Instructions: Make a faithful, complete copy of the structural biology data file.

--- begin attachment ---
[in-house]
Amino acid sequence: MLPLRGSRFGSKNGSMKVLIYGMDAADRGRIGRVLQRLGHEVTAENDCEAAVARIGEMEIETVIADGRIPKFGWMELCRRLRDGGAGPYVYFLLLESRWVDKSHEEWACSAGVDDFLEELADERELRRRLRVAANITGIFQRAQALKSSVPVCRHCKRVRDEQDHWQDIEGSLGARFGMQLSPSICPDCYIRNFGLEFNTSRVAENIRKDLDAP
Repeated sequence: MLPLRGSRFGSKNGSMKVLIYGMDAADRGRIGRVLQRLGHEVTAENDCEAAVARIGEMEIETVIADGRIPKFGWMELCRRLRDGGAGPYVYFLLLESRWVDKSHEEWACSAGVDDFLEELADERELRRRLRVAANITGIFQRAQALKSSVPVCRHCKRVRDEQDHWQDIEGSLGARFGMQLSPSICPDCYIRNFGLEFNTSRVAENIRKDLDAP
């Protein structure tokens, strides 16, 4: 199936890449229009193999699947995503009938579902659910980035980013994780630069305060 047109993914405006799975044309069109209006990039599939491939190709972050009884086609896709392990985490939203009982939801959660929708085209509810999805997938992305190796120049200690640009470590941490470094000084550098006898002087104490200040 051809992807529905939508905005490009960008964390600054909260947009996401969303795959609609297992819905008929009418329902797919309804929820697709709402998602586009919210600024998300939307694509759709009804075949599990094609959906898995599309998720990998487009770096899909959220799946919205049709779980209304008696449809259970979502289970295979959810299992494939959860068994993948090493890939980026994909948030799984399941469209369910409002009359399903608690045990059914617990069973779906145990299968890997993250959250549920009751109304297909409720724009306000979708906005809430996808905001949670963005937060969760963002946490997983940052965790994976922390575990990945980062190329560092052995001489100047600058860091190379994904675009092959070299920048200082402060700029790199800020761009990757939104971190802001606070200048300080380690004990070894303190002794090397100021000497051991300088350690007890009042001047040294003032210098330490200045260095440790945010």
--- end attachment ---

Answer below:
[in-house]
Amino acid sequence: MLPLRGSRFGSKNGSMKVLIYGMDAADRGRIGRVLQRLGHEVTAENDCEAAVARIGEMEIETVIADGRIPKFGWMELCRRLRDGGAGPYVYFLLLESRWVDKSHEEWACSAGVDDFLEELADERELRRRLRVAANITGIFQRAQALKSSVPVCRHCKRVRDEQDHWQDIEGSLGARFGMQLSPSICPDCYIRNFGLEFNTSRVAENIRKDLDAP
Repeated sequence: MLPLRGSRFGSKNGSMKVLIYGMDAADRGRIGRVLQRLGHEVTAENDCEAAVARIGEMEIETVIADGRIPKFGWMELCRRLRDGGAGPYVYFLLLESRWVDKSHEEWACSAGVDDFLEELADERELRRRLRVAANITGIFQRAQALKSSVPVCRHCKRVRDEQDHWQDIEGSLGARFGMQLSPSICPDCYIRNFGLEFNTSRVAENIRKDLDAP
């Protein structure tokens, strides 16, 4: 199936890449229009193999699947995503009938579902659910980035980013994780630069305060 047109993914405006799975044309069109209006990039599939491939190709972050009884086609896709392990985490939203009982939801959660929708085209509810999805997938992305190796120049200690640009470590941490470094000084550098006898002087104490200040 051809992807529905939508905005490009960008964390600054909260947009996401969303795959609609297992819905008929009418329902797919309804929820697709709402998602586009919210600024998300939307694509759709009804075949599990094609959906898995599309998720990998487009770096899909959220799946919205049709779980209304008696449809259970979502289970295979959810299992494939959860068994993948090493890939980026994909948030799984399941469209369910409002009359399903608690045990059914617990069973779906145990299968890997993250959250549920009751109304297909409720724009306000979708906005809430996808905001949670963005937060969760963002946490997983940052965790994976922390575990990945980062190329560092052995001489100047600058860091190379994904675009092959070299920048200082402060700029790199800020761009990757939104971190802001606070200048300080380690004990070894303190002794090397100021000497051991300088350690007890009042001047040294003032210098330490200045260095440790945010």